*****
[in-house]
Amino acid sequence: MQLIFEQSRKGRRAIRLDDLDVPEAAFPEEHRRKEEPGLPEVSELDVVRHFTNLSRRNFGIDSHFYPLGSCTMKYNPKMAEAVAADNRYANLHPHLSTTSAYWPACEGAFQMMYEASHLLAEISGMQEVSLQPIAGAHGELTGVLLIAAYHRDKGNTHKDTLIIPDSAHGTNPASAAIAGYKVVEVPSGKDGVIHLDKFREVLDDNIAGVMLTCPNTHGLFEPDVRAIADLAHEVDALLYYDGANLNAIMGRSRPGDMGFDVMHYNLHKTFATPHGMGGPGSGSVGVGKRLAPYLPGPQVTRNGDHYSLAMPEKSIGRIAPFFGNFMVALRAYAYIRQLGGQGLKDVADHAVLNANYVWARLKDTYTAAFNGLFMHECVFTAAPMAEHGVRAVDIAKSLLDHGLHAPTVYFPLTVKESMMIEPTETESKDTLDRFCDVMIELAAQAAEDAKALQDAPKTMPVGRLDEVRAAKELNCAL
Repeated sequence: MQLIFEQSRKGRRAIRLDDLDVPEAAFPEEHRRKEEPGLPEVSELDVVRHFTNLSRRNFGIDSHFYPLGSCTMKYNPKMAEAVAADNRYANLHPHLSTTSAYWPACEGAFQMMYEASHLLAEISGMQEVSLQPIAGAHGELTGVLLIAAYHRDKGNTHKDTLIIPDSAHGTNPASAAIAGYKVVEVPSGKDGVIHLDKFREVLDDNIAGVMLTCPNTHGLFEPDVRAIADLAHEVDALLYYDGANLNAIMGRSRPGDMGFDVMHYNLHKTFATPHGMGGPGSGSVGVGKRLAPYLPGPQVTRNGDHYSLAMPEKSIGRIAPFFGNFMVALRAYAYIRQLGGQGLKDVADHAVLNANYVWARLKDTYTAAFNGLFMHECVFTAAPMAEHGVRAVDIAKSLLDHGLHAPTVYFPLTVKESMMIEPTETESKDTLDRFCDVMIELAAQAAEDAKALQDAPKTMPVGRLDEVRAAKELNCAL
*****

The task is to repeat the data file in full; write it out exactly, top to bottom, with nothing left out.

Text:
[in-house]
Amino acid sequence: MQLIFEQSRKGRRAIRLDDLDVPEAAFPEEHRRKEEPGLPEVSELDVVRHFTNLSRRNFGIDSHFYPLGSCTMKYNPKMAEAVAADNRYANLHPHLSTTSAYWPACEGAFQMMYEASHLLAEISGMQEVSLQPIAGAHGELTGVLLIAAYHRDKGNTHKDTLIIPDSAHGTNPASAAIAGYKVVEVPSGKDGVIHLDKFREVLDDNIAGVMLTCPNTHGLFEPDVRAIADLAHEVDALLYYDGANLNAIMGRSRPGDMGFDVMHYNLHKTFATPHGMGGPGSGSVGVGKRLAPYLPGPQVTRNGDHYSLAMPEKSIGRIAPFFGNFMVALRAYAYIRQLGGQGLKDVADHAVLNANYVWARLKDTYTAAFNGLFMHECVFTAAPMAEHGVRAVDIAKSLLDHGLHAPTVYFPLTVKESMMIEPTETESKDTLDRFCDVMIELAAQAAEDAKALQDAPKTMPVGRLDEVRAAKELNCAL
Repeated sequence: MQLIFEQSRKGRRAIRLDDLDVPEAAFPEEHRRKEEPGLPEVSELDVVRHFTNLSRRNFGIDSHFYPLGSCTMKYNPKMAEAVAADNRYANLHPHLSTTSAYWPACEGAFQMMYEASHLLAEISGMQEVSLQPIAGAHGELTGVLLIAAYHRDKGNTHKDTLIIPDSAHGTNPASAAIAGYKVVEVPSGKDGVIHLDKFREVLDDNIAGVMLTCPNTHGLFEPDVRAIADLAHEVDALLYYDGANLNAIMGRSRPGDMGFDVMHYNLHKTFATPHGMGGPGSGSVGVGKRLAPYLPGPQVTRNGDHYSLAMPEKSIGRIAPFFGNFMVALRAYAYIRQLGGQGLKDVADHAVLNANYVWARLKDTYTAAFNGLFMHECVFTAAPMAEHGVRAVDIAKSLLDHGLHAPTVYFPLTVKESMMIEPTETESKDTLDRFCDVMIELAAQAAEDAKALQDAPKTMPVGRLDEVRAAKELNCAL